Lewis Hamilton, GP2, Monza, 2006

The time a fastest lap bonus point won Hamilton a championship

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Formula 1 is considering a new rule which would award a point to the driver who sets the fastest lap during a race.

It’s not a new idea to F1. Maurice Trintignant was the last driver to be awarded a point for setting the fastest lap in a race in the United States Grand Prix 60 years ago.

Since then points in F1 have only been awarded to drivers who are classified at the end of a race. But other championships already award points for fastest lap.

Indeed, this was exactly how Lewis Hamilton won his last championship before he arrived in F1, in distinctly underwhelming circumstances.

Hamilton’s title-winning rookie GP2 (now F2) campaign in 2006 included some unforgettable highlights. A consummate performance on the streets of Monaco. A heart-stopping three-wide pass into the ultra-fast Maggotts complex in front of his home crowd. And his outrageous tear through the field at Istanbul, climbing from 16th to second in 22 laps of DRS-free magic.

Following the latter, the championship came to its conclusion in a final double-header at Monza where Hamilton had to contend with on-form title rival Nelson Piquet Jnr and an inspired Giorgio Pantano. The latter won the opening race in superb style, but Piquet resisted Hamilton for second place.

That meant the championship would go down to the wire. Piquet was still in with a chance – by just a single point.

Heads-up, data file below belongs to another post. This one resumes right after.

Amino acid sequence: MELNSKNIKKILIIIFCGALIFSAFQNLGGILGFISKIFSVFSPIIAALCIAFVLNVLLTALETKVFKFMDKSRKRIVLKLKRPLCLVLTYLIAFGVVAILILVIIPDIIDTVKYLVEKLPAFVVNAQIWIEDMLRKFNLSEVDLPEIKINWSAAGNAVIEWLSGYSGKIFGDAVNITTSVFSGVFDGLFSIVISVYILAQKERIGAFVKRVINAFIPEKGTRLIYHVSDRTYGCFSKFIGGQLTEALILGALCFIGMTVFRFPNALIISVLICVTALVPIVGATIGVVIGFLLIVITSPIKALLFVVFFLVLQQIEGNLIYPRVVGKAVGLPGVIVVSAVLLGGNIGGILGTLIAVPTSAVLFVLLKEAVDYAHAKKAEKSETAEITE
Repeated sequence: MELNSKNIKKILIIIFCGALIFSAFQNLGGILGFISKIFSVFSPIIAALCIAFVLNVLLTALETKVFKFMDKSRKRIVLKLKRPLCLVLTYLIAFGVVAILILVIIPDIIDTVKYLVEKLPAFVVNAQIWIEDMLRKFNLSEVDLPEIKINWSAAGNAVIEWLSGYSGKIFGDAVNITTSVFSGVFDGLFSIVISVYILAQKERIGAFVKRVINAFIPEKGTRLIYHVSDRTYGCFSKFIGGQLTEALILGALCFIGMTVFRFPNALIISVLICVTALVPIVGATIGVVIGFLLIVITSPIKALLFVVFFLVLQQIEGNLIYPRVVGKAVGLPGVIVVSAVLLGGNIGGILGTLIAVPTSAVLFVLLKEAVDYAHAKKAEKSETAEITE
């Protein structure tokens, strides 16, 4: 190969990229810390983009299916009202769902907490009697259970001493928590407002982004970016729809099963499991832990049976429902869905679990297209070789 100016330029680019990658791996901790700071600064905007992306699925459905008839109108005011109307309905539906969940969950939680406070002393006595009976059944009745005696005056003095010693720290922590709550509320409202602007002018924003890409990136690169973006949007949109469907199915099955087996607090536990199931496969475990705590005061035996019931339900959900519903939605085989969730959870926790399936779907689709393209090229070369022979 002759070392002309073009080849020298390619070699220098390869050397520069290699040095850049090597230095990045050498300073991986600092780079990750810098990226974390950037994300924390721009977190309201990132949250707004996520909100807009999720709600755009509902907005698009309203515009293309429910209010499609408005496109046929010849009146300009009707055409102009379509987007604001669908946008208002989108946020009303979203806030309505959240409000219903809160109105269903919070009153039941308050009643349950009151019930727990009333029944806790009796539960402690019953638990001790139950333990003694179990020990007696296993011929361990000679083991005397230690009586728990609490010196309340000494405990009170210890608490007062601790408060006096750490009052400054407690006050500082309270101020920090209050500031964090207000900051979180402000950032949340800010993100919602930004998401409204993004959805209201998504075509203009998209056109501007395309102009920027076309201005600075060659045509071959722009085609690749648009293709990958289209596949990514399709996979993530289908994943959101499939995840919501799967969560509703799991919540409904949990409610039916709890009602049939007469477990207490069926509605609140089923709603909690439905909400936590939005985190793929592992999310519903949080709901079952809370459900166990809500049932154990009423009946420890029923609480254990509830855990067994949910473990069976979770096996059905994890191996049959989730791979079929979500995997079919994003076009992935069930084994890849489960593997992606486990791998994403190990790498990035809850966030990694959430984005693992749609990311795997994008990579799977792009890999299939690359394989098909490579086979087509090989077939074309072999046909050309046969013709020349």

Or so we all thought.

But after the chequered flag fell the stewards took a closer look at Pantano’s fastest lap of the race, which had earned him a bonus point. They ruled the FMS driver had failed to back off while passing the yellow flags which were being waved for Franck Perera’s stationary DAMS.

Pantano was stripped of his point for fastest lap, which was in turn awarded to the driver who had set the next-quickest lap: Hamilton. And so, hours after the race had ended with the stands long emptied, Piquet was mathematically eliminated from championship contention.

Hamilton was unquestionably a worthy champion that year. His efforts deserved a better coronation than the damp squib they got.

A point which those who are now lobbying for the same rule to be introduced to F1 should bear in mind.

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Start, GP2, Monza, 2006
Piquet (11), Hamilton (2) and Pantano (16) led the pack at Monza

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Keith Collantine
Lifelong motor sport fan Keith set up RaceFans in 2005 - when it was originally called F1 Fanatic. Having previously worked as a motoring...

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  • 14 comments on “The time a fastest lap bonus point won Hamilton a championship”

    1. Any type of rule can one year produce a anti-climatic end but on the other end can produce an exciting extra on the last race to the last lap. win some lose some.

      I don’t know, but did race 2 at Monza award a point for FL?
      Because if it was that way, Hamilton would have won anyway after race 1.
      Ofcourse it was a bit of a pitty the result came hours after the race.
      But that could have happened anyway (DQ of cars ahead)…

      1. Piquet needed to finished ahead of Lewis in both race with him having a DNF for him to win the championship.